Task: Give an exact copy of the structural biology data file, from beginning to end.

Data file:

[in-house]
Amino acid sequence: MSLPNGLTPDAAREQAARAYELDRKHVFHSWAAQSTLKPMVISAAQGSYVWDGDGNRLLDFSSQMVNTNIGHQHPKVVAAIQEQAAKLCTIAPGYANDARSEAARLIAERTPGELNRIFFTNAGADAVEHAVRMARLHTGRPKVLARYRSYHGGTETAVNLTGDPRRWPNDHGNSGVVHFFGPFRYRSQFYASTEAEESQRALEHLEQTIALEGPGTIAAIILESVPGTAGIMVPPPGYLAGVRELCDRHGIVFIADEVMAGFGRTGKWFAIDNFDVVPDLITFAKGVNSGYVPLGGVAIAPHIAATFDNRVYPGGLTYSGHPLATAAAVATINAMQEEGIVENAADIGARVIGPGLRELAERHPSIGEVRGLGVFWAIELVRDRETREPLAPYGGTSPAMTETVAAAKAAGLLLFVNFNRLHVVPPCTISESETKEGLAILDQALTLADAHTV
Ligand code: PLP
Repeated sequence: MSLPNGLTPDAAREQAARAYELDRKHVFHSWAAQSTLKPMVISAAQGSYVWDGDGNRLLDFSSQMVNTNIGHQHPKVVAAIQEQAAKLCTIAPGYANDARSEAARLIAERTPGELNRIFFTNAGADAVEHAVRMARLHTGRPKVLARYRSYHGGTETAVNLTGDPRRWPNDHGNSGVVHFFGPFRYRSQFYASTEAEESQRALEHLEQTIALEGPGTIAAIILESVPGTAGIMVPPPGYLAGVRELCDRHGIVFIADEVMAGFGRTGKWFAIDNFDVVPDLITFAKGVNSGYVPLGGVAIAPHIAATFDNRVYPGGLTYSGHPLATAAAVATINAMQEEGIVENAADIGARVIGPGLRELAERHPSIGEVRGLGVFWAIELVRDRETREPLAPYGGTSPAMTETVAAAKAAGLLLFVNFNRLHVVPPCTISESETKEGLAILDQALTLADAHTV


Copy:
[in-house]
Amino acid sequence: MSLPNGLTPDAAREQAARAYELDRKHVFHSWAAQSTLKPMVISAAQGSYVWDGDGNRLLDFSSQMVNTNIGHQHPKVVAAIQEQAAKLCTIAPGYANDARSEAARLIAERTPGELNRIFFTNAGADAVEHAVRMARLHTGRPKVLARYRSYHGGTETAVNLTGDPRRWPNDHGNSGVVHFFGPFRYRSQFYASTEAEESQRALEHLEQTIALEGPGTIAAIILESVPGTAGIMVPPPGYLAGVRELCDRHGIVFIADEVMAGFGRTGKWFAIDNFDVVPDLITFAKGVNSGYVPLGGVAIAPHIAATFDNRVYPGGLTYSGHPLATAAAVATINAMQEEGIVENAADIGARVIGPGLRELAERHPSIGEVRGLGVFWAIELVRDRETREPLAPYGGTSPAMTETVAAAKAAGLLLFVNFNRLHVVPPCTISESETKEGLAILDQALTLADAHTV
Ligand code: PLP
Repeated sequence: MSLPNGLTPDAAREQAARAYELDRKHVFHSWAAQSTLKPMVISAAQGSYVWDGDGNRLLDFSSQMVNTNIGHQHPKVVAAIQEQAAKLCTIAPGYANDARSEAARLIAERTPGELNRIFFTNAGADAVEHAVRMARLHTGRPKVLARYRSYHGGTETAVNLTGDPRRWPNDHGNSGVVHFFGPFRYRSQFYASTEAEESQRALEHLEQTIALEGPGTIAAIILESVPGTAGIMVPPPGYLAGVRELCDRHGIVFIADEVMAGFGRTGKWFAIDNFDVVPDLITFAKGVNSGYVPLGGVAIAPHIAATFDNRVYPGGLTYSGHPLATAAAVATINAMQEEGIVENAADIGARVIGPGLRELAERHPSIGEVRGLGVFWAIELVRDRETREPLAPYGGTSPAMTETVAAAKAAGLLLFVNFNRLHVVPPCTISESETKEGLAILDQALTLADAHTV